I only met her once in person.
Yet, she had a life-changing impact on me. Her gracious words, her honesty in her blog and her love for her God, her family and those who crossed her path shone through her words and actions.
A friend first introduced me to the writings of Kara Tippetts when a loved one in my life was diagnosed with cancer. I began reading the words of this thirty-eight-year old mother of four and I was challenged, and convicted to look beyond the now.
As Kara’s life drew to a close, she sought to live every day well. And she was brutally honest in sharing how hard it was to watch her life begin to ebb. To lose independence, to lose energy . . . to watch others do the things for her family that she had once been able to do.
Her humility and transparency in each blog post ministered to thousands.
I only met her once.
On a snowy day as she shared her story and her passion for Jesus. As she poured out herself to encourage those of us in the audience. Her green eyes . . . they shone with the passion of her convictions, and her desire to encourage those who came to hear her story. They shone with the love of Jesus.
It wasn’t about her. It was about Jesus in her. She poured herself out through her story and through answering questions from her listeners. And the answer she gave for my question? It was exactly the wisdom I needed to hear.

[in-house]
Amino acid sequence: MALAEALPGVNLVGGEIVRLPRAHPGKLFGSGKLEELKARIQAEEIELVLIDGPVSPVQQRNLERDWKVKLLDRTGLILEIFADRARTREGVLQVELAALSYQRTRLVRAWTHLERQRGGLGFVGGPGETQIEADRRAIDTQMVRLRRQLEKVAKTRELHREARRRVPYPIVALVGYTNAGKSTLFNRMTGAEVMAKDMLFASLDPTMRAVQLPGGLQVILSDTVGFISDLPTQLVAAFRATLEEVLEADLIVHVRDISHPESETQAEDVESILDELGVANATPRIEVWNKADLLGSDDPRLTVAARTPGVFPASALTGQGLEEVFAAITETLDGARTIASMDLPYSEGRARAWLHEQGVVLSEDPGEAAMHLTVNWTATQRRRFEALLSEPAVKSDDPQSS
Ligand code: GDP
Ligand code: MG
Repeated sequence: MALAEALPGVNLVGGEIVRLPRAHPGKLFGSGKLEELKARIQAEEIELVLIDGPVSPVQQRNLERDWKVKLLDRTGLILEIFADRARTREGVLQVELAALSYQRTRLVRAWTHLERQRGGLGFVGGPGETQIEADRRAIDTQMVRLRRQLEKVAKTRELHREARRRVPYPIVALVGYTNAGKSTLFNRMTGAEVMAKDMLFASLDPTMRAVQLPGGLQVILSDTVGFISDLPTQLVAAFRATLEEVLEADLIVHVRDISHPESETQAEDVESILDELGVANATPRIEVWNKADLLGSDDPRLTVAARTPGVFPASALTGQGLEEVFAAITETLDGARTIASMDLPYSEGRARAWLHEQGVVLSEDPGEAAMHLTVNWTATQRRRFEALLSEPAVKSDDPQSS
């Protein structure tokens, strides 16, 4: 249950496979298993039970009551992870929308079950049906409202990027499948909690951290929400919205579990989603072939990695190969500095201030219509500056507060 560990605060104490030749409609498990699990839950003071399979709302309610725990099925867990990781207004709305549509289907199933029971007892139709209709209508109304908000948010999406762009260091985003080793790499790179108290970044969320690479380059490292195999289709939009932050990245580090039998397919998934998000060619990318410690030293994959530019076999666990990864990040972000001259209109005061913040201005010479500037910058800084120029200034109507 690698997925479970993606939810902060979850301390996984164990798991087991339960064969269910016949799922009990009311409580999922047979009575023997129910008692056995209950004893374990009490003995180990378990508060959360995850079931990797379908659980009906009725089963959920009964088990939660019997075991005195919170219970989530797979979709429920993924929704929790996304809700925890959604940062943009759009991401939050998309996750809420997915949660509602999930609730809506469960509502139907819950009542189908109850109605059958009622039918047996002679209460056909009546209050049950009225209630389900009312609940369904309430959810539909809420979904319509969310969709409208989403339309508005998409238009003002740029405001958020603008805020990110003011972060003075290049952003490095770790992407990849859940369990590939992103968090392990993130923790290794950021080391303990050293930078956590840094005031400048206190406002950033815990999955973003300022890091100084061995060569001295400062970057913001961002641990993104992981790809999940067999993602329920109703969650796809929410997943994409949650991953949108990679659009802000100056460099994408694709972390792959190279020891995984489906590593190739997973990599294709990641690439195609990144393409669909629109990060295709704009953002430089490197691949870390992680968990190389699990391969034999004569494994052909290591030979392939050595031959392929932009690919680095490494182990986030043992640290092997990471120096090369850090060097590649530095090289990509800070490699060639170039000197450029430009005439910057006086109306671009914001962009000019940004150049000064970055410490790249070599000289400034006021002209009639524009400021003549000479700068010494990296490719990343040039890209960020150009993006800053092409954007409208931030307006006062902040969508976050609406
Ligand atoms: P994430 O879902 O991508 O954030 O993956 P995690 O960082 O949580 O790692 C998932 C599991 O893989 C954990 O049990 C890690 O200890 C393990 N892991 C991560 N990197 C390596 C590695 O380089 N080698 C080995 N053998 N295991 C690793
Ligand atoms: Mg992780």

This unassuming wife of one and mother of four stood strong on convictions forged from God’s word. No backing down. But she shared them with grace and fervency.
Knowing you’re dying does that. It burns away the trivial and forces a person to focus on the essential.
I’ve been caught up in the trivial too many times in my life. As Kara Tippetts danced into glory this past weekend, I’m reminded that our days are numbered. We—none of us—knows the number of our days. Though some of us know the end is nearing.
What matters is what we do with the days we have. Are we going to walk the status quo? Or, are we going to live out the convictions God has imprinted on our hearts? We have a choice, and not to choose . . . is to choose.
Will we walk out each decision with grace, focused on the eternal picture?
In a world that moves at the speed of a click and focuses on the what I need/want now, it’s hard to step back and see my days with an eternal perspective.
This is a pattern I long—no need—to foster within my own life.
Only God knows the number of days I have left to walk this earth. What I know is I want them to count for Jesus. To make an impact for eternity.
What about you? When has someone’s death inspired life change in you? How do you maintain an eternal perspective?